Aus prisons neglecting Aboriginal mothers’ health
The health needs of Aboriginal mothers in Australian prisons are not being met, a new study has found, with many experiencing high levels of psychological distress.
The joint study conducted an investigation into the social, emotional and physical wellbeing of 77 Aboriginal mothers in NSW facilities and 84 in Western Australia.
The findings indicated that the demographic is an underserved group, calling for health programs that provide culturally appropriate models of care.
Chief investigator Professor Elizabeth Sullivan, a public health researcher at the University of Newcastle and UTS, said a historical context of child removal, loss of language and marginalisation have often contributed to incarceration.
“Many of the mothers had a history of removal from their families and almost half were caring for children under five prior to imprisonment,” Professor Sullivan said.
“We need to break the cycle of intergenerational trauma, with over 450 children suddenly impacted by their mothers’ incarceration in our one study alone.”
Professor Sullivan added that the perspectives of Aboriginal women should be shaping health programs to improve them moving forward.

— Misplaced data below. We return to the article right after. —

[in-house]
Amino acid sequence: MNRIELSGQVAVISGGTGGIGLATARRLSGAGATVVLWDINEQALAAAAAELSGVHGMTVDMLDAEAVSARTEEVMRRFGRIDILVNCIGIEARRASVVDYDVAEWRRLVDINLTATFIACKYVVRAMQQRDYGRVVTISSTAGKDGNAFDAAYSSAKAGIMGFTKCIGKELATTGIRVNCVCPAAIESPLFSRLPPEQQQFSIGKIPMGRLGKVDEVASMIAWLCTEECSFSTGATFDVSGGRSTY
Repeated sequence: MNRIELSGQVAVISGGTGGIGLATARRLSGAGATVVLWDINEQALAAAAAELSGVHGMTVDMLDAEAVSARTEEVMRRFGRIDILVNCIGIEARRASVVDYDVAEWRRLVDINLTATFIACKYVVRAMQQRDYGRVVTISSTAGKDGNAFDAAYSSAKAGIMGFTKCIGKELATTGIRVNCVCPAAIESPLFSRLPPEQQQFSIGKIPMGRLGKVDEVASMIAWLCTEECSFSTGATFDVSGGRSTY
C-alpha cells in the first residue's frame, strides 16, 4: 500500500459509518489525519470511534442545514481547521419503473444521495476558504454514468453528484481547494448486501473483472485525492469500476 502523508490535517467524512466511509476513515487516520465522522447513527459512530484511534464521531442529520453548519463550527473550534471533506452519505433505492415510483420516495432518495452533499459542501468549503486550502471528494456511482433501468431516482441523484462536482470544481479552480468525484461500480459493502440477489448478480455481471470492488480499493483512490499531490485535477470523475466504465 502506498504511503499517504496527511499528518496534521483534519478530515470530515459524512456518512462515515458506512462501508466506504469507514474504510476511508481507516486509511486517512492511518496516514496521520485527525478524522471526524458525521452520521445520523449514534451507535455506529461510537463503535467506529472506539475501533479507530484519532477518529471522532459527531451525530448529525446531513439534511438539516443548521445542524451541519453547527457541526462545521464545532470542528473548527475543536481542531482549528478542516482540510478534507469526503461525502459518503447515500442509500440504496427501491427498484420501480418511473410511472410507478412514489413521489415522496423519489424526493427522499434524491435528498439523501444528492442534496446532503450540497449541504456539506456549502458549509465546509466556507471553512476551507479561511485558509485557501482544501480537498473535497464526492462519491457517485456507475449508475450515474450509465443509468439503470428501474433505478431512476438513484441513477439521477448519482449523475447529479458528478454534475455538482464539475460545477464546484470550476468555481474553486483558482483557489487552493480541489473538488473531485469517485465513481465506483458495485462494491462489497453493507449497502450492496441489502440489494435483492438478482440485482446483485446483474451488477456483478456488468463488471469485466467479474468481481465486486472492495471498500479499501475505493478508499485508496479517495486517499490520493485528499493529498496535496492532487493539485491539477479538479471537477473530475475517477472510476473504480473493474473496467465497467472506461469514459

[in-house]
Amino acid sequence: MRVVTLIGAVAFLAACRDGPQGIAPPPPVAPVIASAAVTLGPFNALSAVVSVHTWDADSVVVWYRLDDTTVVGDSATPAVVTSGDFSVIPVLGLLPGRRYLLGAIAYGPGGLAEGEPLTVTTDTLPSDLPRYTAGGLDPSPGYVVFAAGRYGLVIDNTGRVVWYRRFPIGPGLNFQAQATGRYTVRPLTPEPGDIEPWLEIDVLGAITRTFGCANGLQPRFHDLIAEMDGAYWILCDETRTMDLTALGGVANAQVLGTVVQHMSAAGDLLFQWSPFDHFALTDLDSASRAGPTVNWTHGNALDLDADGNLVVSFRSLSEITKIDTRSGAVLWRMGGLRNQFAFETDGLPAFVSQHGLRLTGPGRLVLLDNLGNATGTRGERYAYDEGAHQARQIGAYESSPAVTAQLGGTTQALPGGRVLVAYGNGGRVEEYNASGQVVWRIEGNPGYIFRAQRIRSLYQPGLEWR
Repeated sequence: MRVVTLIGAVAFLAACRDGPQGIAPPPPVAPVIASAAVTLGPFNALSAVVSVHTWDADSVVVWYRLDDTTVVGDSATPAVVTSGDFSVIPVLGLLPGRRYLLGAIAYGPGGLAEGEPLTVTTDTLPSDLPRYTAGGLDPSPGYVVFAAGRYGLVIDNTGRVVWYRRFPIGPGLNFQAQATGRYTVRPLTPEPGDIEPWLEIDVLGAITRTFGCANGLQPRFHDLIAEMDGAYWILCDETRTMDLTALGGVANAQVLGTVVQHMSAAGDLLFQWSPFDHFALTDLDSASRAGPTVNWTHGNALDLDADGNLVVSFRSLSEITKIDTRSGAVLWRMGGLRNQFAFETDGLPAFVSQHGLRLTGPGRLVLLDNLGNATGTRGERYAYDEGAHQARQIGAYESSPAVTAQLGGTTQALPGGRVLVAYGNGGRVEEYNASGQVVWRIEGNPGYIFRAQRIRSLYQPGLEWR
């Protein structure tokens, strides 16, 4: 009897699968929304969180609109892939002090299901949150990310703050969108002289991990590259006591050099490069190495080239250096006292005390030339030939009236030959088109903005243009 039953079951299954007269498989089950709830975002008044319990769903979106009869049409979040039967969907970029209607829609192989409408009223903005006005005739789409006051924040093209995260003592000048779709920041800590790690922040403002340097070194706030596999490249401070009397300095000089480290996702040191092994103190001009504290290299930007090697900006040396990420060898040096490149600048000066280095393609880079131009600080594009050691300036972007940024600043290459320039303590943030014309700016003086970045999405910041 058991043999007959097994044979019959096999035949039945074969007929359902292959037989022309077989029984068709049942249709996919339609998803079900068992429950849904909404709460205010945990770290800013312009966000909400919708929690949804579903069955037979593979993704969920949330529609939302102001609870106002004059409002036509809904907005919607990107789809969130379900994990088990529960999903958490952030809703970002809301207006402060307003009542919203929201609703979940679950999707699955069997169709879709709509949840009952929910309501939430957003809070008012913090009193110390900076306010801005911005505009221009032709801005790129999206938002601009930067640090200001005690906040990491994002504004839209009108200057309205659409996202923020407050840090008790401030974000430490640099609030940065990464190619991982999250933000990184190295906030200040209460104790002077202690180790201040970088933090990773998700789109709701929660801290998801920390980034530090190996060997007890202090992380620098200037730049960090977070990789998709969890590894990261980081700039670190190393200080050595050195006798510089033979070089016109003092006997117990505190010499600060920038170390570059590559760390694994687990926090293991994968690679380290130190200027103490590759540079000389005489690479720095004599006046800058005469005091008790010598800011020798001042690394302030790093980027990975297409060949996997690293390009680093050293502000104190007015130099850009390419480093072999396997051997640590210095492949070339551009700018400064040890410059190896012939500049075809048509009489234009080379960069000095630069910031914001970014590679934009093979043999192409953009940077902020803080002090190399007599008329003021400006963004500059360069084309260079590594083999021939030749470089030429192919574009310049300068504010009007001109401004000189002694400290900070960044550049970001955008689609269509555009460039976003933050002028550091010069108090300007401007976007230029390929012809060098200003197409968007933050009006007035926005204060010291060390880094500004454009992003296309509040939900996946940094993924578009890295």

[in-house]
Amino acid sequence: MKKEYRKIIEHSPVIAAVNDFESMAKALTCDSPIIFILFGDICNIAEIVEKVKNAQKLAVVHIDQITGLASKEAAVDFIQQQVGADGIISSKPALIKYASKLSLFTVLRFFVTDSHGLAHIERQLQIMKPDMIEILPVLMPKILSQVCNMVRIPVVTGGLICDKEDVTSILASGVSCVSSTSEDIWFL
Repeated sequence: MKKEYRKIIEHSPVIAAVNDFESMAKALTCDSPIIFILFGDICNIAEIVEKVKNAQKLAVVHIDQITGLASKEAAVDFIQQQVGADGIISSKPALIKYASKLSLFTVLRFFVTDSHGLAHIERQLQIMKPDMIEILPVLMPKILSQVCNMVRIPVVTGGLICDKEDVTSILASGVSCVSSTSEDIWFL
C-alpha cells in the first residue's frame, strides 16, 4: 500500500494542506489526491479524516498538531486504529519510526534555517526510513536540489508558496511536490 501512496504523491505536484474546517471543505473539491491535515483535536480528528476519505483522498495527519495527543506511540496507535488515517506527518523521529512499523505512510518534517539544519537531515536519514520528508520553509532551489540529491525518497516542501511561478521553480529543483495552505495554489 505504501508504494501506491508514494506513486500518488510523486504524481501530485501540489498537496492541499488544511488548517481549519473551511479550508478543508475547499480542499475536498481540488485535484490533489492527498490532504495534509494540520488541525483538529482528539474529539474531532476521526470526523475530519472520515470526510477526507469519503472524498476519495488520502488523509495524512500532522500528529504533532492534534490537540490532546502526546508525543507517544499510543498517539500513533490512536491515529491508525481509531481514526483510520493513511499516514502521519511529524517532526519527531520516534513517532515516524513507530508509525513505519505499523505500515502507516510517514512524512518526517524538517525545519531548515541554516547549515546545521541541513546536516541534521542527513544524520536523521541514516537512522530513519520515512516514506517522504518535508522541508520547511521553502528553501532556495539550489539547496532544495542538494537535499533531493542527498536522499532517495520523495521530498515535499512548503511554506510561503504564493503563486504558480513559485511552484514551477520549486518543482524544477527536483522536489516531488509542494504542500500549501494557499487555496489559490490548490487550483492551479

“Despite the over-representation of Aboriginal women in Australian prisons, there is a lack of culturally informed patient-centred health programs,” she said.
“We need a more holistic approach to programs that can help improve health outcomes for Aboriginal women both in prison and post release.
“Listening to these women is the first step towards developing better health programs to deliver within the prison environment that help ongoing health and social outcomes for Aboriginal women and their families.”
The study was a joint initiative between the University of Newcastle, UTS, the University of Sydney, the University of NSW, Curtin University, the Kirby Institute, the Australian National University and the University of Western Australia. It was funded by the National Health and Medical Research Council.
Its research article was published in the Australian and New Zealand Journal of Public Health.
“Kindness is the language that the deaf can hear and the blind can see.” – Mark Twain